I'm going to change gears abruptly here and start talking about mayonnaise.  I haven't bought mayonnaise in years.  D hates it.  Passionately.  And no one else actually likes it except me.  I just couldn't justify having this stupid jar hangin around the fridge and then not getting used quickly enough and then... aw... you know.  I hadn't even ever thought about making my own which is dumb because I make almost everything else.  It just never occurred to me and when it did I thought it would be difficult.  And then I found this recipe and it changed my life.  I have now made mayonnaise.  And it was easy.  And totally worth it.


I used olive oil this time around and apple cider vinegar.  Didn't work for me exactly.  I found the olive oil too strong and the cider vinegar not strong enough.  In future I'll use some other oil with less taste and a vinegar with more taste but preferably just lemon juice.  I was pretty generous with my salt and dijon as a result but I think you should go easy and add extra only if you taste it and find it lacking.
This recipe will take you no longer than a minute.  Yup.



I'm finding some great ways to use the mayo up... this was my first thing.  Oh yeah.
Now that I've finished the book I've got to find a way to move on.  To continue deciding on a daily basis whether I want to be radical about this or just nominal.  I think that this is something that deserves being decided on a daily basis because it's so counter to everything that we currently live in every conceivable way.  It's not something I can just decided today and it will stick forever and ever.  It's huge.

Homemade Mayo adapted from 'Well Preserved' and Gordon Ramsay
made about 1 1/2 - 2 cups mayo

2 egg yolks
200 ml of oil (I used olive but I recommend using something with less taste - canola or something)
1 full tablespoon dijon mustard
2 tbsp vinegar or lemon juice (I used apple cider vinegar which I found a little too subtle so I ended up using more regular vinegar - start with maybe 1 1/2 tbsp regular vinegar  - or something strong - and see if you need more)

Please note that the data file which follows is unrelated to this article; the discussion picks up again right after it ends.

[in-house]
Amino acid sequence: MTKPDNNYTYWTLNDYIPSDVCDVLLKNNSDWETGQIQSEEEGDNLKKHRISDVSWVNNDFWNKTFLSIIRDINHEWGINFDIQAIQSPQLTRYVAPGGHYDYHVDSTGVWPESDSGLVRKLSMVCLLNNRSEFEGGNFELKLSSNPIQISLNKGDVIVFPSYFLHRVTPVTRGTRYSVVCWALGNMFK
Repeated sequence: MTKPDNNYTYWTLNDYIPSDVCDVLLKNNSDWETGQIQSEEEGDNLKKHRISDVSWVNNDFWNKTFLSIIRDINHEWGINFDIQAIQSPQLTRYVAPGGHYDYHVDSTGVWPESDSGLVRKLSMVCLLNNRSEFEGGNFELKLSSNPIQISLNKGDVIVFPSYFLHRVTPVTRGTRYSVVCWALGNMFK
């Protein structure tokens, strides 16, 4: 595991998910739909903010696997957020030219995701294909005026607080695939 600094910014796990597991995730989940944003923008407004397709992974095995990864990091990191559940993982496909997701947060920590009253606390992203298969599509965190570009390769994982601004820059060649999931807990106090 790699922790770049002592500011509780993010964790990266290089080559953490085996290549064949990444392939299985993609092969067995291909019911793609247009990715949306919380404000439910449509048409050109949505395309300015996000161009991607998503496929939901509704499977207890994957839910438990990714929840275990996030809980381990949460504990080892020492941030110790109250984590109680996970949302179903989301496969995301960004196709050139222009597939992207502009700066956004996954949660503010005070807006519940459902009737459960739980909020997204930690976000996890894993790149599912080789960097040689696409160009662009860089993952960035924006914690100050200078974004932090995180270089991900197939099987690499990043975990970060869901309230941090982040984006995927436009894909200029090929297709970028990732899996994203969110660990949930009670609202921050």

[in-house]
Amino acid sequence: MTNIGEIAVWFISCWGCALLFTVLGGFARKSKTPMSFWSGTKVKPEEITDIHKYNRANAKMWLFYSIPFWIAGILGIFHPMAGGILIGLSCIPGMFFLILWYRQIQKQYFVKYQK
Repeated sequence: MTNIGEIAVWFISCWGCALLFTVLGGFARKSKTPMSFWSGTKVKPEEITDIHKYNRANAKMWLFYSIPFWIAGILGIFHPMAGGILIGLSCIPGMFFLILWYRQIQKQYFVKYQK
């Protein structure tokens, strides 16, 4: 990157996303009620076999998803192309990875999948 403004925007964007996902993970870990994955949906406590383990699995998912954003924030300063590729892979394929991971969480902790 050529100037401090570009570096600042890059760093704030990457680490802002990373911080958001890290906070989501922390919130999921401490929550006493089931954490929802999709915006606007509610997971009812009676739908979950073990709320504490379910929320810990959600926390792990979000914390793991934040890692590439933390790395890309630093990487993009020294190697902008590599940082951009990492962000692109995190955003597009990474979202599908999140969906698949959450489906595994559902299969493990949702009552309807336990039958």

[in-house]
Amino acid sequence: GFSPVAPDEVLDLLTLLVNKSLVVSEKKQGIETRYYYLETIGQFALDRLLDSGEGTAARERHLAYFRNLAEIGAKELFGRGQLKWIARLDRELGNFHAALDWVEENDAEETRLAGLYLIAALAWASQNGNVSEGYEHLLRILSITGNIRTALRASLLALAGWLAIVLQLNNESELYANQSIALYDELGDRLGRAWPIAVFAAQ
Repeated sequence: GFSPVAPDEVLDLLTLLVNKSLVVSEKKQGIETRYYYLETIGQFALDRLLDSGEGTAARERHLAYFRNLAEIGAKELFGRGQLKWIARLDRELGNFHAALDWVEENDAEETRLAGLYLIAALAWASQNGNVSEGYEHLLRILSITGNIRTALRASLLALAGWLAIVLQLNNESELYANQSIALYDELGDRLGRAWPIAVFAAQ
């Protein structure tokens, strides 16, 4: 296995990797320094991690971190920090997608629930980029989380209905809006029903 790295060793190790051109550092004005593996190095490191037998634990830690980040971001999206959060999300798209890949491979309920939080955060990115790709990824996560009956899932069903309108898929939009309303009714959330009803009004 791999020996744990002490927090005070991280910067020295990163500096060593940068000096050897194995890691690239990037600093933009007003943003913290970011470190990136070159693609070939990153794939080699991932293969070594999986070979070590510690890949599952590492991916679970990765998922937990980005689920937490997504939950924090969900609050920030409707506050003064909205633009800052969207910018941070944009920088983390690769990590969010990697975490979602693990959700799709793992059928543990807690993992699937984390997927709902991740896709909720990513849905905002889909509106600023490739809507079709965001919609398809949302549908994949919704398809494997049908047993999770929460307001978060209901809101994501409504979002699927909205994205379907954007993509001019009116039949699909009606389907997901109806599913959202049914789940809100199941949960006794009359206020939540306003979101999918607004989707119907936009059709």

1 1/2 tsp salt

Immersion Blender Version:
Throw all the ingredients into a tall, narrow container (I used the one that came with the blender).  Starting with the blender at the very bottom begin to blend on low speed and slowly work your way up.  It took about 20 seconds for everything to happen.
Taste and adjust if necessary.  You can blend again for a few seconds or just whisk in by hand.
Put the mayo into a jar with a lid and refrigerate.
Will keep for about 1 week.

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St Michael's Choir School is celebrating it's 75th anniversary year of service to St Michael's Cathedral. Part of the school celebration is a trip to Italy where our boys from Grades 5 - 12 will be performing and celebrating Mass. This blog will be chronicling our adventures. Wanda Thorne is the Vocal Coach at St Michael's Choir School. Gerard Lewis is the Grade 7/8 Homeroom teacher at the Choir School.

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Wanda Thorne
St Michael's Choir School is celebrating it's 75th anniversary year of service to St Michael's Cathedral. Part of the school celebration is a trip to Italy where our boys from Grades 5 - 12 will be performing and celebrating Mass. This blog will be chronicling our adventures. Wanda Thorne is the Vocal Coach at St Michael's Choir School. Gerard Lewis is the Grade 7/8 Homeroom teacher at the Choir School.